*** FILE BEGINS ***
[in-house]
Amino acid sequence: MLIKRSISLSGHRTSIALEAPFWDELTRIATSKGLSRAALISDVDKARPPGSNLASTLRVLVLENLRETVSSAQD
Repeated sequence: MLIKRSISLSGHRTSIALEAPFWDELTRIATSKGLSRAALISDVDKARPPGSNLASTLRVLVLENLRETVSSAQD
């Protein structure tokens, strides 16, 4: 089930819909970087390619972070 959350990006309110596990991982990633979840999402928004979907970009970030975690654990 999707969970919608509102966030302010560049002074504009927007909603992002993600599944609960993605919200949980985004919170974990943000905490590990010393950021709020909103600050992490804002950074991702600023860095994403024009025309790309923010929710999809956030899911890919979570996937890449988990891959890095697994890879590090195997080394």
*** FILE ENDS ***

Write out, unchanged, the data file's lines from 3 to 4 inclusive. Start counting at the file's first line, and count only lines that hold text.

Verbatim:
Repeated sequence: MLIKRSISLSGHRTSIALEAPFWDELTRIATSKGLSRAALISDVDKARPPGSNLASTLRVLVLENLRETVSSAQD
């Protein structure tokens, strides 16, 4: 089930819909970087390619972070 959350990006309110596990991982990633979840999402928004979907970009970030975690654990 999707969970919608509102966030302010560049002074504009927007909603992002993600599944609960993605919200949980985004919170974990943000905490590990010393950021709020909103600050992490804002950074991702600023860095994403024009025309790309923010929710999809956030899911890919979570996937890449988990891959890095697994890879590090195997080394």